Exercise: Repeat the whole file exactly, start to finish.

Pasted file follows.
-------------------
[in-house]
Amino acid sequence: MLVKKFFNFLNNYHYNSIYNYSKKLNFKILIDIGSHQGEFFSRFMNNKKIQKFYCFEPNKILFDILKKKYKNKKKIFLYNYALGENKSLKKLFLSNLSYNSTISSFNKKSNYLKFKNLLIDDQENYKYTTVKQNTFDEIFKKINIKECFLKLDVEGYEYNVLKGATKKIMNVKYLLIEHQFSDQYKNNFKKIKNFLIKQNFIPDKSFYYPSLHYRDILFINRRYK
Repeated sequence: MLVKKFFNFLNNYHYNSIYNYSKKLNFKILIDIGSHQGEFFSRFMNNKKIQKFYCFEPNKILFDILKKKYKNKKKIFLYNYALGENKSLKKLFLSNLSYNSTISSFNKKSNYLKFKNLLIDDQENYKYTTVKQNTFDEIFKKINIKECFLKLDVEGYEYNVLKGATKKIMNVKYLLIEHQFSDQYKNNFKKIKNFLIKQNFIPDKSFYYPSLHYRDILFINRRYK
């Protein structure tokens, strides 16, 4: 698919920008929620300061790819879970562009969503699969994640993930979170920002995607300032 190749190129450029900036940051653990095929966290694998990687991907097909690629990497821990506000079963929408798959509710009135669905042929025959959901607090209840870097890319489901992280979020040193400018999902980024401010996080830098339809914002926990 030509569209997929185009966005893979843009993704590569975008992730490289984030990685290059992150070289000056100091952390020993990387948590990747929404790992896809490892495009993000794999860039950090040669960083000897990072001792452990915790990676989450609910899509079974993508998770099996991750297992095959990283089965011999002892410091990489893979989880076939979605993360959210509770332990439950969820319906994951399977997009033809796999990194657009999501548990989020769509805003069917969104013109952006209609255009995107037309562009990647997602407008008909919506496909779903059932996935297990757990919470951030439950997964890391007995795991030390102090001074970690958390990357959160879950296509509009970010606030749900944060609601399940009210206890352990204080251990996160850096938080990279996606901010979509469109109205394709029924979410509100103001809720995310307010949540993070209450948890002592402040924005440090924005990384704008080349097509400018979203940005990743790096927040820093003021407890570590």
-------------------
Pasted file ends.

[in-house]
Amino acid sequence: MLVKKFFNFLNNYHYNSIYNYSKKLNFKILIDIGSHQGEFFSRFMNNKKIQKFYCFEPNKILFDILKKKYKNKKKIFLYNYALGENKSLKKLFLSNLSYNSTISSFNKKSNYLKFKNLLIDDQENYKYTTVKQNTFDEIFKKINIKECFLKLDVEGYEYNVLKGATKKIMNVKYLLIEHQFSDQYKNNFKKIKNFLIKQNFIPDKSFYYPSLHYRDILFINRRYK
Repeated sequence: MLVKKFFNFLNNYHYNSIYNYSKKLNFKILIDIGSHQGEFFSRFMNNKKIQKFYCFEPNKILFDILKKKYKNKKKIFLYNYALGENKSLKKLFLSNLSYNSTISSFNKKSNYLKFKNLLIDDQENYKYTTVKQNTFDEIFKKINIKECFLKLDVEGYEYNVLKGATKKIMNVKYLLIEHQFSDQYKNNFKKIKNFLIKQNFIPDKSFYYPSLHYRDILFINRRYK
């Protein structure tokens, strides 16, 4: 698919920008929620300061790819879970562009969503699969994640993930979170920002995607300032 190749190129450029900036940051653990095929966290694998990687991907097909690629990497821990506000079963929408798959509710009135669905042929025959959901607090209840870097890319489901992280979020040193400018999902980024401010996080830098339809914002926990 030509569209997929185009966005893979843009993704590569975008992730490289984030990685290059992150070289000056100091952390020993990387948590990747929404790992896809490892495009993000794999860039950090040669960083000897990072001792452990915790990676989450609910899509079974993508998770099996991750297992095959990283089965011999002892410091990489893979989880076939979605993360959210509770332990439950969820319906994951399977997009033809796999990194657009999501548990989020769509805003069917969104013109952006209609255009995107037309562009990647997602407008008909919506496909779903059932996935297990757990919470951030439950997964890391007995795991030390102090001074970690958390990357959160879950296509509009970010606030749900944060609601399940009210206890352990204080251990996160850096938080990279996606901010979509469109109205394709029924979410509100103001809720995310307010949540993070209450948890002592402040924005440090924005990384704008080349097509400018979203940005990743790096927040820093003021407890570590």